My husband and I agreed: raising a child with an independent spirit who made decisions for himself was a good thing. Unfortunately, society doesn’t seem to share the same opinion. All too often, parents get into trouble for “free-range” childrearing techniques.
A Maryland couple recently was in hot water—twice—for letting their ten and six-year-olds play in the park unsupervised. A “well-meaning” neighbor alerted authorities when the Meitiv kids were spotted walking home alone. A South Carolina woman was arrested for “unlawful conduct toward a child” for allowing her nine-year-old to play in the park while Mom worked a shift at McDonalds. The child was put into protective services.
Once upon a time, neighbors looked out for each other’s kids; now they call the authorities.
I was never one of those parents who chased their kid around the jungle gym. If David fell and skinned his knee, so be it—that was part of growing up, learning to modulate your play and pace yourself. Besides, how was he going to strike up friendships on his own with me constantly hovering on the periphery? I kept an eye on him for sure, but I let my son make his own way, especially on the playground.
Likewise, on the street. When David was a toddler, he loved to ride his Big Wheel everywhere, giving people a “Queen of England” wave as he went. Instead of forcing him to ride at my walking speed, we established boundaries. David knew he could zip ahead of me and wait at the corner. Never once did he venture into the street. But it freaked people out. I’d watch as they’d come up to him and frantically ask, “Where’s your mom?” He’d point to me, usually coming right up behind him.
In the early 1960s, my mother-in-law tells of leaving my then-infant husband asleep in his carriage outside of their apartment building. Keep in mind prams were built like Sherman tanks in those days and couldn’t easily be carried up the stairs. Leaving an unattended baby outside today is unimaginable but it was commonplace back then. When Baby Peter did wake, one of the neighbors would alert her with, “Lydia…the baby’s up!”
Today, she’d be front-page news.
As Jody Allard pointed out in her post on free-range parenting, stranger-child abduction is rare. It’s more common for harm to befall kids at the hands of parents or close family members than it is via strangers.
Children need the freedom to play on their own, make up fantasy games and be unencumbered without anyone up their behinds. It builds character and personality. All too often, their every waking moment is orchestrated. Sports are organized and even play dates are pre-planned. Whatever happened to “calling for” your friends on a whim, stopping by their house unannounced, and choosing up an impromptu game of stickball?
A few years ago, we were visiting my sister-in-law in an affluent Virginia suburb. After a day of hiking we were bushed, yet David was still full of energy. While we lazed around on the deck out back, he joyfully played in the front yard, climbing trees and swinging sticks like they were Star Wars light sabers. David’s cousin Rebecca sat in a comfy chair at the living room window, reading. Every so often, she glanced up to check on him.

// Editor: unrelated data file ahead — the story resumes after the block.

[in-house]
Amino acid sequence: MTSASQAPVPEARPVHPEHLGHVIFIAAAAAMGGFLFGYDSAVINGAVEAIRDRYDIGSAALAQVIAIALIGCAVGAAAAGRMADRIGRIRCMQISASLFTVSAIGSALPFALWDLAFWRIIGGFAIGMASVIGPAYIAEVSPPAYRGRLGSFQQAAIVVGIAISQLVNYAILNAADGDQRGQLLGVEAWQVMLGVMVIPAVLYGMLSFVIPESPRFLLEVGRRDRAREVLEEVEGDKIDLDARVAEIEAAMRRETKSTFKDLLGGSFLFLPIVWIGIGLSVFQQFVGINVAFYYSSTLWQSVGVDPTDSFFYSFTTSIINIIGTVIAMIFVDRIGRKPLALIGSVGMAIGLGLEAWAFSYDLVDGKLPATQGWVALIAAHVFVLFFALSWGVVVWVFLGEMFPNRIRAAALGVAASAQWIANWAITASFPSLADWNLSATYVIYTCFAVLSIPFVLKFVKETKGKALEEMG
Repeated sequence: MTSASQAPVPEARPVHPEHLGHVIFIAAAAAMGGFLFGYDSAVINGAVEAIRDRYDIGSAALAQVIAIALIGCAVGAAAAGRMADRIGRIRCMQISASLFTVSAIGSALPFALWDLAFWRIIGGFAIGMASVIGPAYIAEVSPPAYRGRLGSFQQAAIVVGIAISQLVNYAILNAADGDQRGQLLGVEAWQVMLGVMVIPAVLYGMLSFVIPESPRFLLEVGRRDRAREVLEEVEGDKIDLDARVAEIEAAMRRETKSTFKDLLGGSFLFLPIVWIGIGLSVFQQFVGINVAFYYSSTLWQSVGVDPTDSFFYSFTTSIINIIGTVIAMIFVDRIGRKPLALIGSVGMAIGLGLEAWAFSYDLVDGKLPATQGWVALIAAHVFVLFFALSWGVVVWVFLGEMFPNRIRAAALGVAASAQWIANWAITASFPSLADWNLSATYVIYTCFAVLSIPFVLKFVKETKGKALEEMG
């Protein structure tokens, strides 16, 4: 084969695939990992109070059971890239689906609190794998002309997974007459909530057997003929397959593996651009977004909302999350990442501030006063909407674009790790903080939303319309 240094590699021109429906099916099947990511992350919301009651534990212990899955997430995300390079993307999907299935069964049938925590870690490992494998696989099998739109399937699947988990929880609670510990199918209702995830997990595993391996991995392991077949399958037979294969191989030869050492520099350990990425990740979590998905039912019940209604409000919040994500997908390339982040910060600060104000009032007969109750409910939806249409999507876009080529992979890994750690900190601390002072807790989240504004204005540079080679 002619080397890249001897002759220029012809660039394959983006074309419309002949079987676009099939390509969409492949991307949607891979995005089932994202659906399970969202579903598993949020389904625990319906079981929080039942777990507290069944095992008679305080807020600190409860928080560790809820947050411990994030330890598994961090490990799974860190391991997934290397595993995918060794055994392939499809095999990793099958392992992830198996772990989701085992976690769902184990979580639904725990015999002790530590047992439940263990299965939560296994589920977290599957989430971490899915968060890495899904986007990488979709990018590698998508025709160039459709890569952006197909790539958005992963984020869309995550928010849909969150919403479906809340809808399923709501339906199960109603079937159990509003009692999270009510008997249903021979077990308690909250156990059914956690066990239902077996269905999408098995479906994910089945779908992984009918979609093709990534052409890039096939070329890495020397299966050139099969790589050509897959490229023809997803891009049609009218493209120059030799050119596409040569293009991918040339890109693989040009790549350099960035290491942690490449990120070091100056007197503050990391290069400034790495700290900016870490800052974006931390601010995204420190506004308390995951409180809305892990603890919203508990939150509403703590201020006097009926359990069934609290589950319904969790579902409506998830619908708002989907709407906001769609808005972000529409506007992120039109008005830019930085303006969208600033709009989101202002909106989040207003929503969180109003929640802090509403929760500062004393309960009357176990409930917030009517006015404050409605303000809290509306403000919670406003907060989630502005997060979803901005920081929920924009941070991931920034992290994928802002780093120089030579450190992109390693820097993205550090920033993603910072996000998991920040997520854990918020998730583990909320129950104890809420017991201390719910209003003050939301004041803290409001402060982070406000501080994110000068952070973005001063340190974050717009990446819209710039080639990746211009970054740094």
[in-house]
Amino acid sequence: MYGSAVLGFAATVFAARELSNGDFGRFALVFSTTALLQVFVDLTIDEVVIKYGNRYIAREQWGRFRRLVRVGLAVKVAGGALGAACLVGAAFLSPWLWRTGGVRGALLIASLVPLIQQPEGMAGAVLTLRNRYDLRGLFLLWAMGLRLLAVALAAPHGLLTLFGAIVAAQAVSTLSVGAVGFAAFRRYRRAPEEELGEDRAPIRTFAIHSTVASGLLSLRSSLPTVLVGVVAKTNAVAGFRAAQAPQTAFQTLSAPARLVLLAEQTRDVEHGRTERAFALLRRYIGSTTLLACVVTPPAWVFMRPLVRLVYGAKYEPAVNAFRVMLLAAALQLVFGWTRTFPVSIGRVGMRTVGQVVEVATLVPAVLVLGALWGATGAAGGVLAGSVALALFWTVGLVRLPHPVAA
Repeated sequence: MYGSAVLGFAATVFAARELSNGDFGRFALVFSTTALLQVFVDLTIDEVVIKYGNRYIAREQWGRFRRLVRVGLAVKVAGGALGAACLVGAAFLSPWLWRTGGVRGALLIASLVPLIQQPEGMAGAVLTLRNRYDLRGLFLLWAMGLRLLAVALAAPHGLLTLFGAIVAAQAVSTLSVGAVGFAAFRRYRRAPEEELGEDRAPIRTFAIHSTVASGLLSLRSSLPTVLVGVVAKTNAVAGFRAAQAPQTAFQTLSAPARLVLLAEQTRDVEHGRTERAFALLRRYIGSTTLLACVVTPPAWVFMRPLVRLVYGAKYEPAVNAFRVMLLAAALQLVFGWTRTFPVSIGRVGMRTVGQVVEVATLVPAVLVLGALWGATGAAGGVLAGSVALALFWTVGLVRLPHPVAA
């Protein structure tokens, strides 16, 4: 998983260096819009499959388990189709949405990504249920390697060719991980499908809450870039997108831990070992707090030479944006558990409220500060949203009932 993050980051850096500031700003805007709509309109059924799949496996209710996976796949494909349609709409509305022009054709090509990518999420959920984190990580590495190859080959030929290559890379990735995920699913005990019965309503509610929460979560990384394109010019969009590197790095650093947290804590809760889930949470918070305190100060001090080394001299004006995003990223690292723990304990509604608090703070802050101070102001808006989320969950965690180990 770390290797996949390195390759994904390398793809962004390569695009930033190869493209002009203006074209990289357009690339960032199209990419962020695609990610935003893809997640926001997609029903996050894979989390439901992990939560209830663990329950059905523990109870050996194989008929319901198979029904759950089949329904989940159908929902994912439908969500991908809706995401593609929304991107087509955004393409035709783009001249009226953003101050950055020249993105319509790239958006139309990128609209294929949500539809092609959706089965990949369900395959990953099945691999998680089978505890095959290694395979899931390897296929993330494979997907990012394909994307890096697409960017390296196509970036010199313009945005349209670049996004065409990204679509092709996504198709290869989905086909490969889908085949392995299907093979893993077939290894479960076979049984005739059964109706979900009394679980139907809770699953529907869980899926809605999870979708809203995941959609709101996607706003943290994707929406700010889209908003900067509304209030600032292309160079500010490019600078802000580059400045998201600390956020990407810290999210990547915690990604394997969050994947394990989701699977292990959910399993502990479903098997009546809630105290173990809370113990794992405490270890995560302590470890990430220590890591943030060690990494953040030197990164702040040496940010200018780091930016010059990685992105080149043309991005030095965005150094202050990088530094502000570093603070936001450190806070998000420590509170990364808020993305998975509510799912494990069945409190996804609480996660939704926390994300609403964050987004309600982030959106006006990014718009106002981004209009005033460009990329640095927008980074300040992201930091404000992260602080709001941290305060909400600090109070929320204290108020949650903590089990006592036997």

Suddenly, the doorbell rang frenetically. It was the neighbor across the street. With the bug-eyed zeal of a religious fanatic, she asked about the child playing outside alone. “Is he yours?” she wondered. I thanked her for her concern but assured her that David was fine. He liked his “me time,” and besides, his cousin was keeping an eye on him.
I moved to close the door but CrazyLady wouldn’t budge. “I work with abused children, so I’m concerned when I see a child unattended,” she pressed.
“It’s perfectly normal for children to play outdoors alone,” I told her. “I did it all the time.” And indeed, when I was growing up, we stayed out in the summer until the streetlights came on—our signal to go home.
Finally, the overly-concerned neighbor left, but David, having heard our conversation, was spooked. Self-conscious about his game, he no longer wanted to play outside, and on a gorgeous July day, banished himself to Xbox in the basement.
The next day, when we piled in my sister-in-law’s car for another adventure, there was fevered pounding on the driver’s side window. CrazyLady again, thinking she’d catch Susan alone. She was shocked to find the very same neglectful parent she’d confronted the day before in the car with Sue. Me.
“David’s well loved and well cared for,” my husband assured CrazyLady when she repeated about watching David play outside unattended the day before. This time, she took the hint. Luckily, that’s the last we saw of her during our visit.
Parenting is filled with all sorts of difficult decisions, many of them involving independence. When my small-for-his-age middle schooler began lobbying to ride the subway to school alone, it was a tough call. David was tired of spending an hour on the bus, stuck in traffic, to go a few miles when he could just take the train in four quick stops.
With trepidation, I let him. And do you know what? My 11-year-old was fine. Little did I realize that he had a whole team looking out for him. People along the route kept an eye on him. One day, the crossing guard near our local subway stop asked me, “Are you David’s mom?” (Oh no! What did he do now?) She continued, “He’s such a sweet kid.”
Traveling with me to a school event, David fist-bumped a security guard outside a nearby school. He was establishing relationships on his own without me even knowing it. You see? It takes a neighborhood. You’ve got to trust your kid and your community. I do.